How to Talk About Managing Illness with Children

When a child is diagnosed with a life-limiting illness, having conversations about the nature of their disease and death is an extremely difficult task. It can be hard to know how to have these talks and whether you’re doing the right thing. Remember that this conversation will look different for every child, depending on things like age and the nature of their illness.

Start the conversation. This may sound simple, but one of the most important things you can do is simply start the conversation. Each child and family is unique, and there’s not always a guide map you can follow. By starting the conversation and reassuring your child that they are heard and loved, you can build trust and comfort. 

Use simple, direct language. Avoid using euphemisms like “passing away.” Be as honest and concrete as possible, and use language that your child can understand.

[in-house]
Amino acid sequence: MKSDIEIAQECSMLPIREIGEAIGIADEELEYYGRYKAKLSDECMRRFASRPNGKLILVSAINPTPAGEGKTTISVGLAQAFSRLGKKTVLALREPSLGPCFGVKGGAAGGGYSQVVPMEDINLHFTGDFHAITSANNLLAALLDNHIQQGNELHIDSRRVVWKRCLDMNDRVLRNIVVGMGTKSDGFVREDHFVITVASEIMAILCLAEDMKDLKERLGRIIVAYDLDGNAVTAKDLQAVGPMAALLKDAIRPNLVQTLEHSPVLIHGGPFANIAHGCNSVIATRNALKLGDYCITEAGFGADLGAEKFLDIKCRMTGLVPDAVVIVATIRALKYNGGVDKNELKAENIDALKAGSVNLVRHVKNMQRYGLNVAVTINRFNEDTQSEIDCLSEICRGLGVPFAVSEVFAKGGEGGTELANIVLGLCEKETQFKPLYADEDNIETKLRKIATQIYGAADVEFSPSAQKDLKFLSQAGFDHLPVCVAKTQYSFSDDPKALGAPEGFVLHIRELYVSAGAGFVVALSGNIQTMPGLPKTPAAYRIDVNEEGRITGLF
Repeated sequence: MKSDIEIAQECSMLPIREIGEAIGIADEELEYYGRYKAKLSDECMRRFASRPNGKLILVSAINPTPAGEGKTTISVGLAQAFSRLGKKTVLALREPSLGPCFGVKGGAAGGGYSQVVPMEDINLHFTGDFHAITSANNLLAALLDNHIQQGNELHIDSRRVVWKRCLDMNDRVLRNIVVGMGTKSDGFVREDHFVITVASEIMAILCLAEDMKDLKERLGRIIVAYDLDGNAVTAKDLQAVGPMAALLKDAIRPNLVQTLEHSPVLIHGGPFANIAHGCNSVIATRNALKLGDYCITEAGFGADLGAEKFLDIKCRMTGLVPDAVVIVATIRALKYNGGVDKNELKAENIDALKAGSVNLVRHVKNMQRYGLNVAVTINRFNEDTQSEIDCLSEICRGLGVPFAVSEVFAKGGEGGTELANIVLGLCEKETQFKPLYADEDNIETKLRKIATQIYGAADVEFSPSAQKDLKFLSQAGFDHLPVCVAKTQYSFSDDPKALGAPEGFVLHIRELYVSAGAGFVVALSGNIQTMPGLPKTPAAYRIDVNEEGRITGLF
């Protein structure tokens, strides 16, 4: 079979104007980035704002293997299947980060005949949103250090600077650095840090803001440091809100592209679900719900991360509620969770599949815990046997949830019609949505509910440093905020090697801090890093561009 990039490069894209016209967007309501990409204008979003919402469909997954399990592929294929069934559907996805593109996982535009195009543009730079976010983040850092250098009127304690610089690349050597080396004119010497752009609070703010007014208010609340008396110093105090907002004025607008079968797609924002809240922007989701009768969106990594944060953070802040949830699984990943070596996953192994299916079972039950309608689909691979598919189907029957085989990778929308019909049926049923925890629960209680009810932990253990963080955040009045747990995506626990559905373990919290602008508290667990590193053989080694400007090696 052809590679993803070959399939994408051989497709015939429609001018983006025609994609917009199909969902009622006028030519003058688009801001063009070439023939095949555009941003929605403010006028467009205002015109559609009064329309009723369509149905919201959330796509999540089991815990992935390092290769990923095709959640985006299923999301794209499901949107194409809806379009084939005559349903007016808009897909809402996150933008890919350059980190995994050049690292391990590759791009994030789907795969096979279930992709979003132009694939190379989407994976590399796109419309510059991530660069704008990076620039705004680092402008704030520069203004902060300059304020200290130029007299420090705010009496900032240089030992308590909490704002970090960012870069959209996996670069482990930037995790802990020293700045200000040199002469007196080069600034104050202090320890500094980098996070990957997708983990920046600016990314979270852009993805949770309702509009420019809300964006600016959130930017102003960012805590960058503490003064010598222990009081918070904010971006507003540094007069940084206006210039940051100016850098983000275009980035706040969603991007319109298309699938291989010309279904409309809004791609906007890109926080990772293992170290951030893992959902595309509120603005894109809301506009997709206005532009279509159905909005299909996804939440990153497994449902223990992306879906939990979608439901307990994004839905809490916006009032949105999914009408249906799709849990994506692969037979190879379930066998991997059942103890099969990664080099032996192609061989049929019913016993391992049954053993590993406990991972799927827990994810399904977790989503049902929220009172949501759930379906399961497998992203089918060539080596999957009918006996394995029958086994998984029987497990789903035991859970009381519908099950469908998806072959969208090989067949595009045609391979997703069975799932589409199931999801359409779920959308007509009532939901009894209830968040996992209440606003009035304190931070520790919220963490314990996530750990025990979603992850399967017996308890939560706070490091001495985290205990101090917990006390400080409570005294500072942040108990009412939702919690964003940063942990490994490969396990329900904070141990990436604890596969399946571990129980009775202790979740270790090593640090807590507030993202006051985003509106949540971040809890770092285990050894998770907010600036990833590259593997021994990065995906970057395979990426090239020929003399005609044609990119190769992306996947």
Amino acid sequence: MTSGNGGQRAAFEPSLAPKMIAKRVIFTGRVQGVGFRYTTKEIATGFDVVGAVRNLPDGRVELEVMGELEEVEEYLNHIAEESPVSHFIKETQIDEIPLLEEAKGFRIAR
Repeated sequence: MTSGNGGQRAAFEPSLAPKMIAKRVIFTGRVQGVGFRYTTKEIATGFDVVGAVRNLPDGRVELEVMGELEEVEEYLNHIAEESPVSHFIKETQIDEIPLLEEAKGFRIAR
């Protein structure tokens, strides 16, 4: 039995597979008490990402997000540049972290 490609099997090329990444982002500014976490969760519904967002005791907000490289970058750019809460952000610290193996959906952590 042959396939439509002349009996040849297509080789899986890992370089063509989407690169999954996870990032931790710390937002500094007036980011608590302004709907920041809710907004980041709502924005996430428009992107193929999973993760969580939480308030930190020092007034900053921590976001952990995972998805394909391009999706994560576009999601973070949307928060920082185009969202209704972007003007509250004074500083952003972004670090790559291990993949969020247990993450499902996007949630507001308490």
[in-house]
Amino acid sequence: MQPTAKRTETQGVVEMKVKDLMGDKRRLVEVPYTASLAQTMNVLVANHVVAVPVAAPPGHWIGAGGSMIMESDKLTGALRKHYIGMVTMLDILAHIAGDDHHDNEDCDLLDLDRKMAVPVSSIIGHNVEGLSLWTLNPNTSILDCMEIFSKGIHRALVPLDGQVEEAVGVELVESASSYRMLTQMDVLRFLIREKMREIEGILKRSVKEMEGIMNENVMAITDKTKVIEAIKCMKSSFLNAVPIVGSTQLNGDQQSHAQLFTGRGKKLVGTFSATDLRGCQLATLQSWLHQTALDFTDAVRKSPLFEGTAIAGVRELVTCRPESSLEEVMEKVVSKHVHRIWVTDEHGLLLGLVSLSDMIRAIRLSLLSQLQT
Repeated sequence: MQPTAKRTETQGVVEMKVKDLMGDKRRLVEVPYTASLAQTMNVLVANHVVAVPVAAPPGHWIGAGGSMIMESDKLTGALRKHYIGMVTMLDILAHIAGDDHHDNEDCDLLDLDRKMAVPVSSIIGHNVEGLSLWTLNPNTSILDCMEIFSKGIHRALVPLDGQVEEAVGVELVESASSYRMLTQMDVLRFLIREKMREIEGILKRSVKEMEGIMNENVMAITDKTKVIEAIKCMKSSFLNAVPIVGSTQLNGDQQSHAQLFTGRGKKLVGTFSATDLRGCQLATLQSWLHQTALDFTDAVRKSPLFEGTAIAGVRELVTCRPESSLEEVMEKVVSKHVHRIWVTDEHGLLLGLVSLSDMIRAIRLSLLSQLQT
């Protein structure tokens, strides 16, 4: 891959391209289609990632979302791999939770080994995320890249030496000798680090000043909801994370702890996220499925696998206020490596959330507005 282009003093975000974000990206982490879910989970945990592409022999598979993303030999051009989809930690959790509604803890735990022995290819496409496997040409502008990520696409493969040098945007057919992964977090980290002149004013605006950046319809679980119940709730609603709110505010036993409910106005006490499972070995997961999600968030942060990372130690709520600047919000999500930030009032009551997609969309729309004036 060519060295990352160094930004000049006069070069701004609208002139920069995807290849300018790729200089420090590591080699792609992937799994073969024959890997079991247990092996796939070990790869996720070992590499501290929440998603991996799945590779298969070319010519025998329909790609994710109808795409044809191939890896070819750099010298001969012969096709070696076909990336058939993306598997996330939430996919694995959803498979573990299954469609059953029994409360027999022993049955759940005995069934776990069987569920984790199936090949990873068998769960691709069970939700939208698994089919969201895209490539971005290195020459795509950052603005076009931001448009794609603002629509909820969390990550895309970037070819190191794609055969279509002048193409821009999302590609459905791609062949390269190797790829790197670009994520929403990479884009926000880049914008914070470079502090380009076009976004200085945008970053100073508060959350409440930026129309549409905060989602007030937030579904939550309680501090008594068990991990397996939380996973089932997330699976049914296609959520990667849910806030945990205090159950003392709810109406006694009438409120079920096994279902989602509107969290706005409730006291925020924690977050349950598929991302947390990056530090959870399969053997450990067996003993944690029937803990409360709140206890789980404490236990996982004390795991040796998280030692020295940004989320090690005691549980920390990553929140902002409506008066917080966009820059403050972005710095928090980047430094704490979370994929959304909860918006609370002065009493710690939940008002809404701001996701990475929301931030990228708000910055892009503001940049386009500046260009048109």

Let your child lead the discussion. Listen carefully to your child and pay attention to what’s on their mind. Allow them to ask questions and give honest answers in return. You can also ask them open-ended questions, which will help encourage them to answer in their own words and express how they view things.

Lean on your support team. Our social workers, grief counselors, chaplains, and nurses are available to speak with you and the children in your family. 

Continue the conversation. As the situation changes, your child may have new and different questions. It’s important to revisit topics and check in with your child. And if they don’t want to talk now, let them know you’re always there for them when they’re ready.